Egypt And Mesopotamia Compared


     The development of two great early civilizations in the Middle East and

North Africa encourages a first effort at comparative analysis. Because of

different geography, different degrees of exposure to outside invasion and

influence, and different prior beliefs, Egypt and Mesopotamia were in contrast

to one another in many ways. Egypt emphasized strong central authority, while

Mesopotamian politics shifted more frequently over a substructure of regional

city-states. Mesopotamian art focused on less monumental structures, while

embracing a pronounced literary element that Egyptian art lacked.


     These cultural differences can be explained partly by geography:

Mesopotamians lacked access to the great stones that Egyptians could import

for their monuments. The differences also owed something to different

politics, for Egyptian ability to organize masses of laborers followed from

its centralized government structures and strong bureaucracy. The differences

owed something, finally, to different beliefs, for the Mesopotamians lacked

the Egyptian concern for preparations for the afterlife, which so motivated

the great tombs and pyramids that have made Egypt and some of the pharaohs

live on in human memory.


     Both societies traded extensively, but there was a difference in economic

tone. Mesopotamia was more productive of technological improvements, because

their environment was more difficult to manage than the Nile valley. Trade

contacts were more extensive, and the Mesopotamians gave attention to a

merchant class and commercial law.


     Social differences were less obvious because it is difficult to obtain

information on daily life for early civilizations. It is probable, though,

that the status of women was greater in Egypt than in Mesopotamia (where

women's position seems to have deteriorated after Sumer). Egyptians paid great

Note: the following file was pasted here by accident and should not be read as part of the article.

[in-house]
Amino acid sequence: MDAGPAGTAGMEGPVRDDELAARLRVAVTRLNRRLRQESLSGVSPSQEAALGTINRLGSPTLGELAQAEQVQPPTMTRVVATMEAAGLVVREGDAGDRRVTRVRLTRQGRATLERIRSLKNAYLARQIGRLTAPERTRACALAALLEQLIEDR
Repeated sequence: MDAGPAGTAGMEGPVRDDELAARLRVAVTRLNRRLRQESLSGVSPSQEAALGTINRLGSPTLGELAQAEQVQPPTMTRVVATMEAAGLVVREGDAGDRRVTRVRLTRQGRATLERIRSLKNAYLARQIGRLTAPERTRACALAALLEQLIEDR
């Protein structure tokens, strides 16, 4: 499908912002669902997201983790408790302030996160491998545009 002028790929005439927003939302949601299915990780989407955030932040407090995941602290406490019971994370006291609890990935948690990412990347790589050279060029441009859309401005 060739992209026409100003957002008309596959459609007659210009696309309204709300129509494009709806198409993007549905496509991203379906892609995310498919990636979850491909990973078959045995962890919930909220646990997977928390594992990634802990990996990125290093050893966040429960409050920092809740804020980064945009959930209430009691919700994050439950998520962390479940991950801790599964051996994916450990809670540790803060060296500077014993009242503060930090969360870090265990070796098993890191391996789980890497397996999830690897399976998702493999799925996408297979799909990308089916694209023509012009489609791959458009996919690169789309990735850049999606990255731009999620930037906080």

respect to women at least in the upper classes, in part because marriage

alliances were vital to the preservation and stability of the monarchy. Also,

Egyptian religion included more pronounced deference to goddesses as sources

of creativity.


     Comparisons in politics, culture, economics, and society suggest

civilizations that varied substantially because of largely separate origins

and environments. The distinction in overall tone was striking, with Egypt

being more stable and cheerful than Mesopotamia not only in beliefs about gods

and the afterlife but in the colorful and lively pictures the Egyptians

emphasized in their decorative art. Also striking was the distinction in

internal history, with Egyptian civilization far less marked by disruption

than its Mesopotamian counterpart.


     Comparison must also note important similarities, some of them

characteristic of early civilizations. Both Egypt and Mesopotamia emphasized

social stratification, with a noble, landowning class on top and masses of

peasants and slaves at the bottom. A powerful priestly group also figured in

the elite. While specific achievements in science differed, there was a common

emphasis on astronomy and related mathematics, which produced durable findings

about units of time and measurement. Both Mesopotamia and Egypt changed only

slowly by the standards of more modern societies. Details of change have not

been preserved, but it is true that having developed successful political and

economic systems there was a strong tendency toward conservation. Change, when

it came, was usually brought by outside forces - natural disasters or

invasions. Both civilizations demonstrated extraordinary durability in the

basics. Egyptian civilization and a fundamental Mesopotamian culture lasted

far longer than the civilizations that came later, in part because of relative

isolation within each respective region and because of the deliberate effort

to maintain what had been achieved, rather than experiment widely.


     Both civilizations, finally, left an important heritage in their region

and adjacent territories. A number of smaller civilization centers were

launched under the impetus of Mesopotamia and Egypt, and some would produce

important innovations of their own by about 1000 B.C.